16. Beautiful and interesting medium. I love your work and feel I can learn a some gardening tips from your blog.



  17. Thanks for sharing your story and your creativity! I will enjoy following you. Thanks for taking a look at my photo blog!


  18. Jennifer... says:

    There you are – the one person in the world that loves using “…” in his writing even more than me! Greetings from Germany and thank you for your inspiring work…


  19. Kate C says:

    Chris! Beautiful. The ‘man made militia’ you encountered resonates with me having just been through a field of stack stones in Zion national park to discover the true meaning of this art – http://www.inukshukgallery.com/inukshuk.html

    stay well,stay aligned and keep inspiring. your directing your passion in the right way is appreciated and both the dark and light are understood are too well. comforting to know souls who have touched both extremes. comforting, and energizing. with respect, love and appreciation, kc


  20. Penn State Master Gardener? I just graduated from PSU main campus a couple weeks ago with my engineering degree! Just wanted to say thanks for stopping by my photography blog a while back. Best wishes and Happy New Year!


  21. susanlhamo says:

    Hey Chris, thanks for liking my blog….glad to hear of your personal journey to authenticity…its sometimes a hard one, but ultimately it’
    s the only one!


  22. narf77 says:

    Just came here from a link in another post. Excellent stuff. I live in Tasmania where I inherited 4 acres of steep sloping, rock infested overgrown garden on the river when my dad died. My ideas about “gardening” have changed radically and as a penniless student hippy I am now all about feeding the land and watching it to see what it needs me to do in order for it to heal and grow. Gotta say its been a blast. Pity everything seems to want to take over. The vegetation, wildlife and chooks all have Napolรฉon complexes but I live in hope that equilibrium will be reached one day (hopefully in my lifetime so I get a little bit of enjoyment out of it ๐Ÿ˜‰ ). Love your blog. Stuffing it into my overstuffed RSS Feed Reader and look forwards to seeing where life takes you and tasting life “Condello” style from afar. I love that social media allows we penniless student hippies to take some incredibly amazing journey’s. Only one thing makes me twitch…I HATE petunias! Hope you don’t mind that I substituted “Jerusalem Artichokes” for petunias. I know that they are incredibly invasive but unlike everything else on our block, I can eat them! Cheers for this great blog ๐Ÿ™‚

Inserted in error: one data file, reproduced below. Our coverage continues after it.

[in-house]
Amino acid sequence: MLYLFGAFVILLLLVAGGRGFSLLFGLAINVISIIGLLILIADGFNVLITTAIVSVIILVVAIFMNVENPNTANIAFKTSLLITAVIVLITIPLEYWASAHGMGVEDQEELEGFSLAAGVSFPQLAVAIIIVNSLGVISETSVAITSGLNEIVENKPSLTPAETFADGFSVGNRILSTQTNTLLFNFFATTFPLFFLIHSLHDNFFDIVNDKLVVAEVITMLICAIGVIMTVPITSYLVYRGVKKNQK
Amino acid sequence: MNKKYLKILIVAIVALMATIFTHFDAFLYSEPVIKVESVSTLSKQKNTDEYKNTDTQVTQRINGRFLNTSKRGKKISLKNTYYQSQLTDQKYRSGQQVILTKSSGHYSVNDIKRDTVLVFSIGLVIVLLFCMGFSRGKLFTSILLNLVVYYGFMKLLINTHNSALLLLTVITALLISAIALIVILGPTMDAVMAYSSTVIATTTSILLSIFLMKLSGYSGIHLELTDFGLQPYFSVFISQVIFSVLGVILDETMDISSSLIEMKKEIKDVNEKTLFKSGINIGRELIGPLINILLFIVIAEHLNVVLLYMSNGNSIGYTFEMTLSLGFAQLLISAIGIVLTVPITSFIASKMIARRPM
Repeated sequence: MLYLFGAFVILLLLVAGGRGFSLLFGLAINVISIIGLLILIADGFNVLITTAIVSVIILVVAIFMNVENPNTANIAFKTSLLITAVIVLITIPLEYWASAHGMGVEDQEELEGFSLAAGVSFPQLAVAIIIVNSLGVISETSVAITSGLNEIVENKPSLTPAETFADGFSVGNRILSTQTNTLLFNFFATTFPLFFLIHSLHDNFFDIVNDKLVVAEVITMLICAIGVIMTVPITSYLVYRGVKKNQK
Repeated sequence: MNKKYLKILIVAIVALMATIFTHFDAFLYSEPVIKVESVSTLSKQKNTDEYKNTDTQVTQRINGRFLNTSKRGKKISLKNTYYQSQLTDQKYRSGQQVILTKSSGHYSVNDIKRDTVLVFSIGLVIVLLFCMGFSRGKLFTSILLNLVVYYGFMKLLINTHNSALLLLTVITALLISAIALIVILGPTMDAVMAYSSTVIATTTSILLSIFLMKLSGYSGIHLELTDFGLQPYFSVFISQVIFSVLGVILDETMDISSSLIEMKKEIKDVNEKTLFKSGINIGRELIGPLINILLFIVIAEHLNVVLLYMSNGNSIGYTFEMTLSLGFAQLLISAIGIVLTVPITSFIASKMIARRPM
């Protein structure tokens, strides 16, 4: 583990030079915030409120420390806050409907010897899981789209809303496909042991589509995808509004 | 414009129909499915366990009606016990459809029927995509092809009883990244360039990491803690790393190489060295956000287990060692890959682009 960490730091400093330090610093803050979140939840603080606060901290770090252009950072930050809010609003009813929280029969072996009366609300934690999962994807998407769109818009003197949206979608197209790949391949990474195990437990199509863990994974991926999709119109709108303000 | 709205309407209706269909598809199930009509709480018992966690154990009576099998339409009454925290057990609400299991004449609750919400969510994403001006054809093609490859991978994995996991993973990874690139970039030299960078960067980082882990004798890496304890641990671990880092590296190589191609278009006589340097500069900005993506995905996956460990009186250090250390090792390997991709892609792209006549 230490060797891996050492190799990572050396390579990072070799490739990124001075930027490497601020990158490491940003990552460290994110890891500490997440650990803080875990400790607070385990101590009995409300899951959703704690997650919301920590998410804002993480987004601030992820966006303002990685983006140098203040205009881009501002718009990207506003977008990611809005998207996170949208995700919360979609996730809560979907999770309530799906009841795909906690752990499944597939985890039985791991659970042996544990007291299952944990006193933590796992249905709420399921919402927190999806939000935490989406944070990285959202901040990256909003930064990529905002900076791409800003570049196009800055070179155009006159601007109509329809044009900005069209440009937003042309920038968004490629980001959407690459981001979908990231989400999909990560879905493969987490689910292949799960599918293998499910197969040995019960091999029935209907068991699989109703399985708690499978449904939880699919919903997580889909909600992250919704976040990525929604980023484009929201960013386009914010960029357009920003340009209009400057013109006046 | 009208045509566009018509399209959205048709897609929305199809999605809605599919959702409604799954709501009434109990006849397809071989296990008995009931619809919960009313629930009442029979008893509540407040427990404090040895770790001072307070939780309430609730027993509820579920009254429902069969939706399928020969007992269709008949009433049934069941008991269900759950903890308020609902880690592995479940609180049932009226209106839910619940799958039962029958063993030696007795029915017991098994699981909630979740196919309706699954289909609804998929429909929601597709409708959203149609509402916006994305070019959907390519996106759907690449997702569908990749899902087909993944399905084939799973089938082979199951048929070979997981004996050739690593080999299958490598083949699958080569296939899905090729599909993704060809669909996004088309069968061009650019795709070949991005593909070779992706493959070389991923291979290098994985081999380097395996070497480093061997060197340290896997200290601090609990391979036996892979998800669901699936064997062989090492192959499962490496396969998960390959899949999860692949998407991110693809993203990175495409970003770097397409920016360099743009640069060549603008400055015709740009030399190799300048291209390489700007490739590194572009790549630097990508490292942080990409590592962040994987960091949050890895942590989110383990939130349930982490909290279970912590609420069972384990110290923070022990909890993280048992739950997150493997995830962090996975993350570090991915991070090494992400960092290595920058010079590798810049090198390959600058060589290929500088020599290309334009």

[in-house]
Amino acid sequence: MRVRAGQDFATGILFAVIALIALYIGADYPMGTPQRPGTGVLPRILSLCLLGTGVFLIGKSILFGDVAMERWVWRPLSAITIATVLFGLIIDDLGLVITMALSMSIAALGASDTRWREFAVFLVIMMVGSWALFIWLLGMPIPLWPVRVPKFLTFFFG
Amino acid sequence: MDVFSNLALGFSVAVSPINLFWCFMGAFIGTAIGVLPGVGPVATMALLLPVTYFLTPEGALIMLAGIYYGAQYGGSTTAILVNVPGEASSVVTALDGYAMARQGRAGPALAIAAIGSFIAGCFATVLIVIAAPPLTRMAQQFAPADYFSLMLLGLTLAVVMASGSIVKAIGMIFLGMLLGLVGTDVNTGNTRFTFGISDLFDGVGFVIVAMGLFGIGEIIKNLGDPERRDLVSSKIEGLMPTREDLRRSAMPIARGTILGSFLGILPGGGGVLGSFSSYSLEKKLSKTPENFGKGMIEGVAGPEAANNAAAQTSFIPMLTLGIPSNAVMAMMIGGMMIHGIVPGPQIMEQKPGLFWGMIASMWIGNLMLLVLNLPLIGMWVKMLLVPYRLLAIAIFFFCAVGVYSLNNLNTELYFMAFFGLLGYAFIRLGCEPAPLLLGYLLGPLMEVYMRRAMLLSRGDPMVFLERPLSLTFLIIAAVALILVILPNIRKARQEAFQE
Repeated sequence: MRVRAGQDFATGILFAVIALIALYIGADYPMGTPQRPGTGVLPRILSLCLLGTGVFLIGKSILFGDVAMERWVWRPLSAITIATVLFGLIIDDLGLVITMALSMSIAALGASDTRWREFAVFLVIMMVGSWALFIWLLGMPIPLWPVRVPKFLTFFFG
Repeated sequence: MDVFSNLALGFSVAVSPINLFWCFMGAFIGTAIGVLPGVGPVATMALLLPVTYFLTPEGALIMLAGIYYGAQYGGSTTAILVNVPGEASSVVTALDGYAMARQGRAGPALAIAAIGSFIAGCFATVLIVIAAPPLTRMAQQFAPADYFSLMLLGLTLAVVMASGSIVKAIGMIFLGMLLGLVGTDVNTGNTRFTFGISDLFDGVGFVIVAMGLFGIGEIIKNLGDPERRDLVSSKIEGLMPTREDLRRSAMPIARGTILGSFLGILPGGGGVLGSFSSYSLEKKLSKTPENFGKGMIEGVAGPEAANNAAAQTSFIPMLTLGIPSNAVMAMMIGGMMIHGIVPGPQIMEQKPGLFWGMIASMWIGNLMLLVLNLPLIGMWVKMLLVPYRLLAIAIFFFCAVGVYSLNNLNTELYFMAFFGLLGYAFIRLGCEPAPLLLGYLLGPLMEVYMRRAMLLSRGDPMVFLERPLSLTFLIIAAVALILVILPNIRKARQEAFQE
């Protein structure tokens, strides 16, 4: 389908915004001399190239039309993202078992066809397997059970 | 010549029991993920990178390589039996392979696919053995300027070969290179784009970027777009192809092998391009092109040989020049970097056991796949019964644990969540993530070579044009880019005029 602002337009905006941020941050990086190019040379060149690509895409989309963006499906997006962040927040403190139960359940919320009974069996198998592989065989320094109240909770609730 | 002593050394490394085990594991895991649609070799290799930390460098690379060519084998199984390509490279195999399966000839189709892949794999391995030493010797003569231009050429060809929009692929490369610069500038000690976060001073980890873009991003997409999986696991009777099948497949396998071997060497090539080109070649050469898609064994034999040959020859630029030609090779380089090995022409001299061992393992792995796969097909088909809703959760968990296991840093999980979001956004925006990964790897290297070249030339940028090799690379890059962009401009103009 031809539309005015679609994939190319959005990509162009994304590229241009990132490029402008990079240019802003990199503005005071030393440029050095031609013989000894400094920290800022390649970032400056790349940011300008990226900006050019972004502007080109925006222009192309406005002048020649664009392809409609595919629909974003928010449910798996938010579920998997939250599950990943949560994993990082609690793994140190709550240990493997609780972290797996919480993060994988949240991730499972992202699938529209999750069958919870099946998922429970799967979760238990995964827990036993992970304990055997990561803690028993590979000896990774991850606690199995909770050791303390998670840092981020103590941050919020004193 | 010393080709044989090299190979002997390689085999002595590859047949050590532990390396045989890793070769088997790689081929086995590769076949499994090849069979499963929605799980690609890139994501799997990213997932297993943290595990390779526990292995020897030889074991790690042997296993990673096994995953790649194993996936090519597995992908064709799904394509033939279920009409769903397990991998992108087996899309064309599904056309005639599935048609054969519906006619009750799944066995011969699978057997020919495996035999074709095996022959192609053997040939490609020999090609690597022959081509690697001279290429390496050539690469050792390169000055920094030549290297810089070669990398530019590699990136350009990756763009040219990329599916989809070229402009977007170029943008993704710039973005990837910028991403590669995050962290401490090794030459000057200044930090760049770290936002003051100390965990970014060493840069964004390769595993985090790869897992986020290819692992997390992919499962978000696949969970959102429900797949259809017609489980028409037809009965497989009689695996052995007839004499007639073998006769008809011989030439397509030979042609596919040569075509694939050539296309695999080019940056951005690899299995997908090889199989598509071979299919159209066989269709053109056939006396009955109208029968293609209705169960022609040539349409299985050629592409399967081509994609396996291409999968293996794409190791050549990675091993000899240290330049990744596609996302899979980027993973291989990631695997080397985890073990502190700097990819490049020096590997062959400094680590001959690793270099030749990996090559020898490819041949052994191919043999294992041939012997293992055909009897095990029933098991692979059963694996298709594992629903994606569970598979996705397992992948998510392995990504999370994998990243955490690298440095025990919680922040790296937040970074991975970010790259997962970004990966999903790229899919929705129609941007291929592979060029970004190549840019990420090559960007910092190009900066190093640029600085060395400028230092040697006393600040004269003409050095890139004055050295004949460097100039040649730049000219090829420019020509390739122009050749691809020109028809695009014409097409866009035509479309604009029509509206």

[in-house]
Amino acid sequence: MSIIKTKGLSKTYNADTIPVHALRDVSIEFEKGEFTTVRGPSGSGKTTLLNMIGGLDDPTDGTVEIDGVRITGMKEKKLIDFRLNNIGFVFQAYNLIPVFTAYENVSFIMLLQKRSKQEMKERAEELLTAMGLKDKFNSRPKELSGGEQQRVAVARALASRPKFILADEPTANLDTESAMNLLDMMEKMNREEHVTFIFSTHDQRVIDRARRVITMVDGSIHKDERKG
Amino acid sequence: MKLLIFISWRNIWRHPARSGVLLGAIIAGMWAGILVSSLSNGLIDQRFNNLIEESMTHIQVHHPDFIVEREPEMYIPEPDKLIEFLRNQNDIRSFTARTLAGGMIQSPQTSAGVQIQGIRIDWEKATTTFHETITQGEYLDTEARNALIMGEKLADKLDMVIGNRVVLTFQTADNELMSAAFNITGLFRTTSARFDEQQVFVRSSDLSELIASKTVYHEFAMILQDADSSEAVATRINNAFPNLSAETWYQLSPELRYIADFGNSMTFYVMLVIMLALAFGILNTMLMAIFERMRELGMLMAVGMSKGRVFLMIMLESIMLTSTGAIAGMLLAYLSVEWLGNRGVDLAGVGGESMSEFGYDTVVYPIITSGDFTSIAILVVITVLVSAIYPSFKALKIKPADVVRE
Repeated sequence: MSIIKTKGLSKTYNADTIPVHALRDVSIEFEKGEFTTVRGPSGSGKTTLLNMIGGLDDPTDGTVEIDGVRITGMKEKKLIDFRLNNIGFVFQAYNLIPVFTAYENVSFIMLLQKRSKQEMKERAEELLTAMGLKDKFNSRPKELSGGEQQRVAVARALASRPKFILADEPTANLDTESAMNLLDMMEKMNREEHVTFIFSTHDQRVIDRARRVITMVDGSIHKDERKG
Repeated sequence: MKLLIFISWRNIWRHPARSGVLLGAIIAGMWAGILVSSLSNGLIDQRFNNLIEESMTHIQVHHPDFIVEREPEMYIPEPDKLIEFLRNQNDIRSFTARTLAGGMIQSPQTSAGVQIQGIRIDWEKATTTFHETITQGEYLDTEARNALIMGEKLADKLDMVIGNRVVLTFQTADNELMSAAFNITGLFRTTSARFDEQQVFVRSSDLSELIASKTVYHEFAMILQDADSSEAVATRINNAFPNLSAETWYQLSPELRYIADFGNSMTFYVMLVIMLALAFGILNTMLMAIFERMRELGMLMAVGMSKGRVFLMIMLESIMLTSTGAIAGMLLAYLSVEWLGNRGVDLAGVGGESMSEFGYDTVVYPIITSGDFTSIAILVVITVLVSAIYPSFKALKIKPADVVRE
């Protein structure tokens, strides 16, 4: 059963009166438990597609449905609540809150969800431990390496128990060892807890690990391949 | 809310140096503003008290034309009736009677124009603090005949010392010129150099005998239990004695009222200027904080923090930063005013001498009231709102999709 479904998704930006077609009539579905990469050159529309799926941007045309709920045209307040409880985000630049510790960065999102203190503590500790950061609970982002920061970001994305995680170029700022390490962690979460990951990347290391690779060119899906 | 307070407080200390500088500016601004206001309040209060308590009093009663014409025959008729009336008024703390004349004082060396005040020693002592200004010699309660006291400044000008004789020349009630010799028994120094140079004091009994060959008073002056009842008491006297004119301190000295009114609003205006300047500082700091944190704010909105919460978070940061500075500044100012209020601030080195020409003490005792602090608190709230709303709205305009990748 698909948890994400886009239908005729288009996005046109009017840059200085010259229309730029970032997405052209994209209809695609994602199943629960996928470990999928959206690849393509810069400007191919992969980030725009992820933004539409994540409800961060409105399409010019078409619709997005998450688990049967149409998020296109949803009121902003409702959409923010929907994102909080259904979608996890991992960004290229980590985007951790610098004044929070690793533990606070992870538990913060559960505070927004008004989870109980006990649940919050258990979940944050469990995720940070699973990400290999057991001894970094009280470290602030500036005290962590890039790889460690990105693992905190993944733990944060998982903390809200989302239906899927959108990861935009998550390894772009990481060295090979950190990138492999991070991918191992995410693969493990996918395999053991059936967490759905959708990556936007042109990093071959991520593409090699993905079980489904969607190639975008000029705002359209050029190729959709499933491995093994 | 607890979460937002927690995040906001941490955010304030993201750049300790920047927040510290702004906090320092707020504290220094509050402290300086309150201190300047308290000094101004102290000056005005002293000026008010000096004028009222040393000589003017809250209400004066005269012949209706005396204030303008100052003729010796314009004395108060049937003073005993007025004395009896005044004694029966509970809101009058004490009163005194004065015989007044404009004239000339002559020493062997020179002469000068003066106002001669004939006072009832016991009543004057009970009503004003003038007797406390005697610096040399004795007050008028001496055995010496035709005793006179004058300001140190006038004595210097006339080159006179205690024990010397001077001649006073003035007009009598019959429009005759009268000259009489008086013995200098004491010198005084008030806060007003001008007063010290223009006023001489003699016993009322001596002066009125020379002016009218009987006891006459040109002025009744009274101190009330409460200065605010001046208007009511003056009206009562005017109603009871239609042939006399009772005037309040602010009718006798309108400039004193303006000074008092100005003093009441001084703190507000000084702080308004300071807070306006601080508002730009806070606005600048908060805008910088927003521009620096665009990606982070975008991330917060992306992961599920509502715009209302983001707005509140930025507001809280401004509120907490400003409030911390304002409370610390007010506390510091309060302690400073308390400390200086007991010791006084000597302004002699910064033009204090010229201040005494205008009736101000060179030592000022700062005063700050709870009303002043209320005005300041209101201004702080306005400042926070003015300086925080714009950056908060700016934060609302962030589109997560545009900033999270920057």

23. Carol Donaldson says:

    Hi Chris,

    Thanks for visiting my blog and liking my post. I really enjoyed reading about the change you made in your life and seeing some of your beautiful photographs, particularly the bleeding hearts.


  24. wing puah says:

    Thank you for stopping by my blog. You have such a interesting blog. I’m sure I could learn a lot about gardening/permaculture from your blog ๐Ÿ˜€


  25. gailkav says:

    I love your art, creating those moments and capturing them on camera seems to me to be the essence of art. Your story is inspiring and I look forward to seeing more.


  26. Chris, Thanks for the glimpse into you. I’m sensing an authentic being who seems at peace with himself and his chosen path. The above images are equal parts creative and beautiful, especially in their simplicity. Appreciate your opening the door and inviting us in!


  27. laflor5233 says:

    Thanks for liking my blog. I’m new at this and it’s hard to get likes. I do have to tell you that your blog is great and very inspirational!


  28. Brenda says:

    I like your blog, I love art and gardening and the intersection of the two. Thanks for visiting friendlyfairytales. Regards, Brenda


  29. randomrose says:

    I have nominated you for the Liebster Award as I find your blog so interesting. I have learnt quite a lot about gardening. I will be posting the nominees about 9.30pm Australia time. http://www.randomrose.wordpress.com


  30. hakesplace says:

    Lovely blog! Found you through Steve from Gardening in Greenwood! ๐Ÿ™‚